An innate quality of Christianity is the way, primarily using the figure of Christ, it negotiates the metaphysical questions that nag at sentient humans. Where art is at its best it considers, or aids in the consideration of similar questions: what it is to be conscious, how we can understand others or how we face our own mortality. Christianity does this through analogy even if we strip it of supernatural content. Art still looks for those analogies in colour and form but it is during the Renaissance when, in the service of Catholic patrons, artists attempted to evoke empathy through pictorial realism to explore those questions more directly. This evocative and empathetic approach is not necessarily the same as outright pictorial realism, even though many images from the period are uncannily photographic, but it does seek to create recognisable images that are more than totems. It lets us look at fiction and see ourselves.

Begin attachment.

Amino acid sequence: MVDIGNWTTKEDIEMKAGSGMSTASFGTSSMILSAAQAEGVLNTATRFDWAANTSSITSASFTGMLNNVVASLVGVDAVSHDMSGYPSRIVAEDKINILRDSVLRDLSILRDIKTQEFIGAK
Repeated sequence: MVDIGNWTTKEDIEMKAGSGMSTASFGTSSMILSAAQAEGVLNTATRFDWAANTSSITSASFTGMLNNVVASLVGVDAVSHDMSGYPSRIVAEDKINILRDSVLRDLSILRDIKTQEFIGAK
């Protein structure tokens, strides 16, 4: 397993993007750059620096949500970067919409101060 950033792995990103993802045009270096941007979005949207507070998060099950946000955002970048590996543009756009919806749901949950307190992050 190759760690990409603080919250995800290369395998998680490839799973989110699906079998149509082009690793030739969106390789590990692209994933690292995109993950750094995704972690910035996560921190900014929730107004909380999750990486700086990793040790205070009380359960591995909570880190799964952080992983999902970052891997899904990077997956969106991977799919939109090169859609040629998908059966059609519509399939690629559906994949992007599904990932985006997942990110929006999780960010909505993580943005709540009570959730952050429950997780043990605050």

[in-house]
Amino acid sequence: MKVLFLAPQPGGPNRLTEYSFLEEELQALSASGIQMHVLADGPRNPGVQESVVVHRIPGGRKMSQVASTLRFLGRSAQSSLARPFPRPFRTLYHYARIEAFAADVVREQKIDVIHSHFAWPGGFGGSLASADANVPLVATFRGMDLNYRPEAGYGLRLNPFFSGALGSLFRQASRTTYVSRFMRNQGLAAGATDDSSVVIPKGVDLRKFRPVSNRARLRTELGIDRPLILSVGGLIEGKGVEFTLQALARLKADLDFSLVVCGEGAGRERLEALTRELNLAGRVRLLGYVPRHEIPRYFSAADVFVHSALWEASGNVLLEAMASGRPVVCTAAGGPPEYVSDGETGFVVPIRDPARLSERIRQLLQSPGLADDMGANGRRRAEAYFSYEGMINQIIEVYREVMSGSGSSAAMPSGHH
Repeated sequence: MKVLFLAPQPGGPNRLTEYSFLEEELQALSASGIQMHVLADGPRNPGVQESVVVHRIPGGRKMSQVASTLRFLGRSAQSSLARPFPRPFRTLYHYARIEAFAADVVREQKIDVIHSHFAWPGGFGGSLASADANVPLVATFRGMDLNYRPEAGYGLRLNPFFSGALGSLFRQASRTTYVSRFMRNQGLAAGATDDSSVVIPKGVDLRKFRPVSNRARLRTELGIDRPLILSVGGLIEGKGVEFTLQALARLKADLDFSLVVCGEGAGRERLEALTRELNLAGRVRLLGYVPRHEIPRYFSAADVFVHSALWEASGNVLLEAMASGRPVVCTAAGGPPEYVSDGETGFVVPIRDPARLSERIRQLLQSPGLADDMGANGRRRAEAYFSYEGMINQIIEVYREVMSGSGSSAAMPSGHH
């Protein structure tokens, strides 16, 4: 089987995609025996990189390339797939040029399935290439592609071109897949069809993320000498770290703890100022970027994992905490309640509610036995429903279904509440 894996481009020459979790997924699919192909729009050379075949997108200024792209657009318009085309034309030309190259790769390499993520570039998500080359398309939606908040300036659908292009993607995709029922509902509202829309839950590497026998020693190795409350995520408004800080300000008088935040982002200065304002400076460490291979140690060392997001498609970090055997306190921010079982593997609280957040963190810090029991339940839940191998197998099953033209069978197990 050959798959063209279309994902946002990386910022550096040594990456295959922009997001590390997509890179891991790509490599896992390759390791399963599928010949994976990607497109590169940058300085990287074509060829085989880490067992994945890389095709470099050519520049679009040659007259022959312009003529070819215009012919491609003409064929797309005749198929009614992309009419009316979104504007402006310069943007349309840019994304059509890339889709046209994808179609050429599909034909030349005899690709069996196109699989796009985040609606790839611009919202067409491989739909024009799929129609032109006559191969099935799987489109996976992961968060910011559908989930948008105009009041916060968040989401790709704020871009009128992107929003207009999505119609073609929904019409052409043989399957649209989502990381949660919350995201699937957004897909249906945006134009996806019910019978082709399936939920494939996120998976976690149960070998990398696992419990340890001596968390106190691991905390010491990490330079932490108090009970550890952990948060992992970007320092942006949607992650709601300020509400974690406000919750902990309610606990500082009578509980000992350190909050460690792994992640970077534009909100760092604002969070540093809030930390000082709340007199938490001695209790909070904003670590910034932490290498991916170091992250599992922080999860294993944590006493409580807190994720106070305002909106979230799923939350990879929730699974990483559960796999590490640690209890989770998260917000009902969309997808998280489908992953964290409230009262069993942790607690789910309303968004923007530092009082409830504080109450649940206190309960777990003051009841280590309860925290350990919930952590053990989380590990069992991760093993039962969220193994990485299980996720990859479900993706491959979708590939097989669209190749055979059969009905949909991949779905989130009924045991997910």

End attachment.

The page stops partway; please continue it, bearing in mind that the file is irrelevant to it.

Andrea Mantegna painted figures in sometimes strained perspectives that don't always work on paper or screen. His figures get described as 'sculptural' but of that's the case it's a rough and wise marble that forms such recognisably human figures. Standing below 'Saint Sebastian' it makes perfect sense, it's sculptural because a man is tied to the ruins of classical column. There are two faces that make all the points you need. Arrow pierced Sebastian looks to the sky, whilst his torso is classically perfect his lips are thin, pained and his eyes scared. That look is not just one of beatific resignation but it stumbles too with doubt and hopelessness. Look down again, to our level and the tanned and leathery archer feels fear too, confusion and disbelief make him turn and look for affirmation, for anything. The archer figure helps make us complicit and his confusion lifts him above a pantomime villain. This Sebastian can pulse with meaning for us because it isn't about the superhuman it's about the all too fallible. Doubt and fear capture us and Mantegna meticulously captures the familiar shock of unknowing.